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The 20 Best Non-Western Scores Of ENNIO MORRICONE

We've previously highlighted Morricone's work in the western genre, but the Italian worked in every genre imaginable. Here's the best of the rest.


Words by Eric Hillis (@hilliseric)


The Battle of Algiers (1966)
Morricone worked with practically every Italian filmmaker of note. Here he scores Pontecorvo's acclaimed docu-drama with frantic and edgy compositions that perfectly complement the onscreen action.

Teorema (1968)
The 1960s saw an explosion of talented filmmakers emerge from Italy's then prosperous film industry. Pasolini was another of the country's many auteurs who employed the talents of Morricone. The best of their collaborations is this 1968 psycho-drama.

Investigation of a Citizen Above Suspicion (1970)
An eccentric score that could just as easily be placed over a spaghetti western as a crime drama like director Elio Petri's.

The Bird with the Crystal Plumage (1970)
Having emerged a decade earlier, the giallo genre hit its peak in the '70s. Dario Argento's 1970 debut is one of the genre's best, and features a Morricone score that would be much imitated over the decade.

What Have You Done to Solange? (1972)
Massimo Dallamano's giallo is one of the more interesting of the genre, thanks in no small part to a hauntingly beautiful Morricone score.

Blood in the Streets (1973)
Crime thrillers flourished in Italy in the '70s. Oliver Reed starred in this one, directed by spaghetti western master Sergio Sollima. Doesn't this score sound a lot like a prototype for a certain Brian De Palma movie a decade later?

Exorcist II: The Heretic (1977)
John Boorman's film is one of the most reviled sequels ever released. Step back from the original and take it on its own merits and you'll find a deliriously bonkers and visually spectacular movie of the type that would never come out of mainstream Hollywood today. Morricone's score is as insane as the film itself.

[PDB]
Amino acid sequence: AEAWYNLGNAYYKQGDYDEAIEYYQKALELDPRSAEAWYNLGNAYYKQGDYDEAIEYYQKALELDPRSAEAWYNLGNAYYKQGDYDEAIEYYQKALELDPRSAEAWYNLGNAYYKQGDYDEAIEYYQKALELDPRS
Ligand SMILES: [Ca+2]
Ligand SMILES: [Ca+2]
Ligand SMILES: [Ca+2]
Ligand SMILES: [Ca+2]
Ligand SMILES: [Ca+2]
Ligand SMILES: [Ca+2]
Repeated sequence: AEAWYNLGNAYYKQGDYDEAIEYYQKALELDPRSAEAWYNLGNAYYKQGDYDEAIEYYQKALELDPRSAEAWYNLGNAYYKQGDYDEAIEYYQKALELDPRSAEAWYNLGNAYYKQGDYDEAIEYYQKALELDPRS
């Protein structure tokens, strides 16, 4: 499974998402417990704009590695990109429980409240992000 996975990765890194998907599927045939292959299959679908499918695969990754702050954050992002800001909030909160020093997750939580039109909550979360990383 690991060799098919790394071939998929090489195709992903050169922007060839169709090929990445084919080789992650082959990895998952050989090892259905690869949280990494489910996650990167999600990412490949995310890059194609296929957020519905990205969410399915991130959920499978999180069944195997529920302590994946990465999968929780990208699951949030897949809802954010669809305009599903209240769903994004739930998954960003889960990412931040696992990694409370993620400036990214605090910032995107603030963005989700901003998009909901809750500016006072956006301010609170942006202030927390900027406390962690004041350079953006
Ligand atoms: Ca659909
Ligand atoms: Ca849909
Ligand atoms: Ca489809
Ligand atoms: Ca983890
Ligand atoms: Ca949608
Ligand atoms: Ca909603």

Days of Heaven (1978)
At this point Morricone began to collaborate with auteurs on the other side of the Atlantic. His score for Terence Malick's acclaimed period drama is subtle but gorgeous.

Bloodline (1979)
Terence young's Audrey Hepburn starring thriller is as trashy as they come, but Morricone keeps it classy with a sumptuous score.

The Professional (1981)
This is one of the cases where a score becomes more famous than the film it accompanied. The theme for this French spy thriller, 'Chi Mai', has become a staple of 'mood music' compilations.

The Thing (1982)
Known for scoring his own films, John Carpenter handed his synth over to Morricone for a memorable score that sounds a lot closer to Carpenter's work than the Italian's.

White Dog (1982)
One of Morricone's most overlooked scores is this one for Sam Fuller's controversial and misunderstood 1982 drama. Like the film itsel, Morricone's score is melancholy and often downright depressing.

Once Upon a Time in America (1984)
Morricone reteamed with Sergio Leone and delivered one of his finest scores. Pan pipes would become a regular feature in Morricone's scores from this point on.

The Mission (1986)
Another case of a score that's out-lived its movie. Few have seen Roland Joffe's film, but its score is one of cinema's most identifiable.

The Untouchables (1987)
The score for Brian De Palma's cracking period thriller plays like a Morricone greatest hits package, recalling several of his early western and crime scores. It's one of Morricone's densest scores, packed with individually great themes.

Cinema Paradiso (1988)
Though he was the toast of Hollywood in the '80s, Morricone never stopped working in his homeland. His score for Guiseppe Tornatore's love letter to the screen is simply a joy.

State of Grace (1990)
Another often overlooked Morricone score is this one for Phil Joanou's gangland drama. One of Morricone's most melancholy.

In the Line of Fire (1993)
For a while back in the '90s it seemed like Morricone's score for In the Line of Fire featured over every second trailer.

The Stendhal Syndrome (1996)
By the late '90s, Morricone was spending more time in Italy than Hollywood. His fourth collaboration with Argento produced one of his finest scores, though sadly forgotten now.

Malena (2000)
Morricone's score for Malena is as beautiful as its star Monica Belluci.

With so many scores to choose from, I'm sure there'll be debates over the ones we excluded for our list. Comment below if left out your favourite Morricone non-western score.


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